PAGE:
Vayeitzei 5774 – Baruch Hashem, I have someone to blame

She [Rochel] conceived and gave birth to a son. She said, “G-d has removed my shame.” (Bereshis 30:23)

Rashi makes an interesting comment on this verse. He quotes an Aggadah that says as long as a woman has no child, she has no one to blame for her faults. Once she has a child, she blames it on him. What does this Rashi mean? Imagine the scene. Yaakov comes home and can hardly wait to eat the leftover slice of pizza he had in the fridge. He opens the fridge to find an empty piece of aluminum foil. “Who ate my pizza?” Yaakov asks. As Rochel is wiping her mouth to make sure there is no sauce left on it she says, “Yosef must’ve eaten it.” Is this what Rashi means?

Of course, not. Rochel did not look for someone to blame for something she did wrong. This Rashi is teaching us a great lesson. Rochel did not want the child so she could blame him when she did something bad. She would blame him to remind herself she has a son.

Let me explain. Yaakov comes home and asks “who broke the mirror?” Little Yosef is the one who broke it, so Rochel smiles and says, “Little Yosef broke it.” The reason for the smile was because as she said this she thinks, “Baruch Hashem, I have a son who breaks things. It is true that if I did not have a son, this would not have been broken, but I am so happy that I have a son.” This is what Rashi meant when she now has someone to blame. With much excitement she can say, “I have a son! That is why it is broken.”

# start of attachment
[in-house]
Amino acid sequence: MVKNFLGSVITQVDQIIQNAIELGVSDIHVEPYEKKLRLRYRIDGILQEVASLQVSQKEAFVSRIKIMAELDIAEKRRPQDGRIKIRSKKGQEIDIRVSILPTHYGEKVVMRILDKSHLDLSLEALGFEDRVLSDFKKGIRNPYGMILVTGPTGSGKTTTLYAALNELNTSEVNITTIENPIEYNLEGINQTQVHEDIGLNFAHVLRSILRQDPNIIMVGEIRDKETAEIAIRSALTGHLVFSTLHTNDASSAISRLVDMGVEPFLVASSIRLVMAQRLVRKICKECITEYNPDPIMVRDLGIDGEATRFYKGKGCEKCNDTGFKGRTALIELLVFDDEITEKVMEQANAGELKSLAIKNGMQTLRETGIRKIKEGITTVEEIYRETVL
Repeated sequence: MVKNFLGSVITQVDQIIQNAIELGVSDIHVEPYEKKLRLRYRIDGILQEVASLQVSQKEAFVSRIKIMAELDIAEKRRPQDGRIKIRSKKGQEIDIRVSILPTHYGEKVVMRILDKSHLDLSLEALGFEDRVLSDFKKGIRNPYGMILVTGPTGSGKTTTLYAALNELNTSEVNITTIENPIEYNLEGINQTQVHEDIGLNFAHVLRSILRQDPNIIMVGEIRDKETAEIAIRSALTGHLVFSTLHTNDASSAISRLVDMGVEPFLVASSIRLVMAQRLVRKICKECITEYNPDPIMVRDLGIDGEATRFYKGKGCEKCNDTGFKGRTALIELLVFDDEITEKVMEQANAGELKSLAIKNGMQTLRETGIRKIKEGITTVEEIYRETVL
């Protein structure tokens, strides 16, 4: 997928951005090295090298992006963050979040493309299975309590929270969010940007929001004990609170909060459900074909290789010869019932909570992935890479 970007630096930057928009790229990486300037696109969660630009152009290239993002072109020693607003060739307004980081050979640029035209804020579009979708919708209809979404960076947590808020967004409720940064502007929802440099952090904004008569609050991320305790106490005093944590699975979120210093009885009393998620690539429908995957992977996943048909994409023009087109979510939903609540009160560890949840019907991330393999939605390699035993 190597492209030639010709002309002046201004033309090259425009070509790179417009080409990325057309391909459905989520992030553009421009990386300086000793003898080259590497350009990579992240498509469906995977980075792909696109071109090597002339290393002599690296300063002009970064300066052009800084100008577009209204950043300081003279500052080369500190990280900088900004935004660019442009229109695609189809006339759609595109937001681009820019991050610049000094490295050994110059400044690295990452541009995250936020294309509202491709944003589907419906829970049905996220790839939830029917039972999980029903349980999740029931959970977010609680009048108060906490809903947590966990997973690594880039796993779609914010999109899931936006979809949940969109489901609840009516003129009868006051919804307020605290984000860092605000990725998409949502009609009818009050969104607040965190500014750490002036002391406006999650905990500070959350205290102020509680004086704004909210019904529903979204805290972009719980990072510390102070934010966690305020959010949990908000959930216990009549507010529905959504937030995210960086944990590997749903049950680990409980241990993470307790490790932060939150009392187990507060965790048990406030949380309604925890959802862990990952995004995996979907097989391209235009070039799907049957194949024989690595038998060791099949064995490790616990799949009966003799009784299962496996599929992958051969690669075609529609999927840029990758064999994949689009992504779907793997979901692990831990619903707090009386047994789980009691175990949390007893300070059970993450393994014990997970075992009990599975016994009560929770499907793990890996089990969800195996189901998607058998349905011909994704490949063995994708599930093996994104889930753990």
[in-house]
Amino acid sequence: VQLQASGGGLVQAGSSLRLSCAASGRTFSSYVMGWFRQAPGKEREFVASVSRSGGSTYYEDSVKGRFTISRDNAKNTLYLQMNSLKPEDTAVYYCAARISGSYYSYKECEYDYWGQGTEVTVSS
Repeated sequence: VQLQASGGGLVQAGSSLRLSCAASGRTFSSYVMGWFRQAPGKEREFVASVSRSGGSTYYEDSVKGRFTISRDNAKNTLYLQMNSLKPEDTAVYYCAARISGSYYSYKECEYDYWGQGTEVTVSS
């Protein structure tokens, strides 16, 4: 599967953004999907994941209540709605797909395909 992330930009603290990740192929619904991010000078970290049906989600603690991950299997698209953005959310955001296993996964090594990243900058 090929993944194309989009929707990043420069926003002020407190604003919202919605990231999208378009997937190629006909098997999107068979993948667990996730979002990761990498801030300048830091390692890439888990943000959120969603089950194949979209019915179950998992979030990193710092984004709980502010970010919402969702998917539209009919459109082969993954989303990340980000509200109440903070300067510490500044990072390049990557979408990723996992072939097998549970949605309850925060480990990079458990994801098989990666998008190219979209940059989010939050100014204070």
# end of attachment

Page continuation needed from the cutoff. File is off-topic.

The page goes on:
When you drive your car into the mechanic, you should put on a big smile and scream out, “Baruch Hashem, I have a car — that is broken.” When the computer goes too slow, “Baruch Hashem, I have a computer — that is too slow.” When you need to call a plumber, say, “Baruch Hashem, I have indoor plumbing which right now isn’t working.” This Rashi is teaching us that instead of always focusing on the bad, focus on the good.

People might look at you strangely when you behave this way, but I can tell you that you will live a much happier life this way. This week, my wife told me about something which might cost a lot more than I thought it would. Normally, I would get nervous and worry, but this week, I smiled and said, “Baruch Hashem!” Baruch Hashem, I have this thing which might cost me a lot of money.

Good Shabbos!
please send any comments or questions to: [email protected]
to see previous Divrei Simcha on the Parsha, please go to OR > Torah Study

Print Friendly, PDF & Email